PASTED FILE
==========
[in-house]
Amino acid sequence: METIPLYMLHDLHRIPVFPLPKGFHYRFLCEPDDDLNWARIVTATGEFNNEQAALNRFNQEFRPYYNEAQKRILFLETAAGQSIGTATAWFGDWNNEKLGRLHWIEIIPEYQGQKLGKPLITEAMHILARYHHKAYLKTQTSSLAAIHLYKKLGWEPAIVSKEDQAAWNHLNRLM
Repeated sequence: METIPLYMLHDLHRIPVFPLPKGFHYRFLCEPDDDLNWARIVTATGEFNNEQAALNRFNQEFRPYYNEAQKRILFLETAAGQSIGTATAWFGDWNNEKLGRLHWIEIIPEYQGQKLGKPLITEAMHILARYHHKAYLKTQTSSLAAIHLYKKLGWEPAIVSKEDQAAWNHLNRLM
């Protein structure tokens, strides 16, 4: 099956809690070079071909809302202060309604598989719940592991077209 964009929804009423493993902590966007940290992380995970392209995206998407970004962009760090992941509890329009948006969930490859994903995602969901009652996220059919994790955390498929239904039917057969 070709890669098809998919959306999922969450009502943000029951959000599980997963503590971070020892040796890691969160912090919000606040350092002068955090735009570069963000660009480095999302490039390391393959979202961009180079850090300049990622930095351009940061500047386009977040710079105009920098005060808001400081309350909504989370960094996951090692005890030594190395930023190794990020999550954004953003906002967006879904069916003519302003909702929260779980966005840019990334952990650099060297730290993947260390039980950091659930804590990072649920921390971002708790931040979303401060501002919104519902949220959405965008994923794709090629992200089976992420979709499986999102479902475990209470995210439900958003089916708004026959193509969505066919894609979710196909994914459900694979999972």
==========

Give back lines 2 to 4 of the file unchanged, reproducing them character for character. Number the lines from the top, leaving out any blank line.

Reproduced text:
Amino acid sequence: METIPLYMLHDLHRIPVFPLPKGFHYRFLCEPDDDLNWARIVTATGEFNNEQAALNRFNQEFRPYYNEAQKRILFLETAAGQSIGTATAWFGDWNNEKLGRLHWIEIIPEYQGQKLGKPLITEAMHILARYHHKAYLKTQTSSLAAIHLYKKLGWEPAIVSKEDQAAWNHLNRLM
Repeated sequence: METIPLYMLHDLHRIPVFPLPKGFHYRFLCEPDDDLNWARIVTATGEFNNEQAALNRFNQEFRPYYNEAQKRILFLETAAGQSIGTATAWFGDWNNEKLGRLHWIEIIPEYQGQKLGKPLITEAMHILARYHHKAYLKTQTSSLAAIHLYKKLGWEPAIVSKEDQAAWNHLNRLM
């Protein structure tokens, strides 16, 4: 099956809690070079071909809302202060309604598989719940592991077209 964009929804009423493993902590966007940290992380995970392209995206998407970004962009760090992941509890329009948006969930490859994903995602969901009652996220059919994790955390498929239904039917057969 070709890669098809998919959306999922969450009502943000029951959000599980997963503590971070020892040796890691969160912090919000606040350092002068955090735009570069963000660009480095999302490039390391393959979202961009180079850090300049990622930095351009940061500047386009977040710079105009920098005060808001400081309350909504989370960094996951090692005890030594190395930023190794990020999550954004953003906002967006879904069916003519302003909702929260779980966005840019990334952990650099060297730290993947260390039980950091659930804590990072649920921390971002708790931040979303401060501002919104519902949220959405965008994923794709090629992200089976992420979709499986999102479902475990209470995210439900958003089916708004026959193509969505066919894609979710196909994914459900694979999972």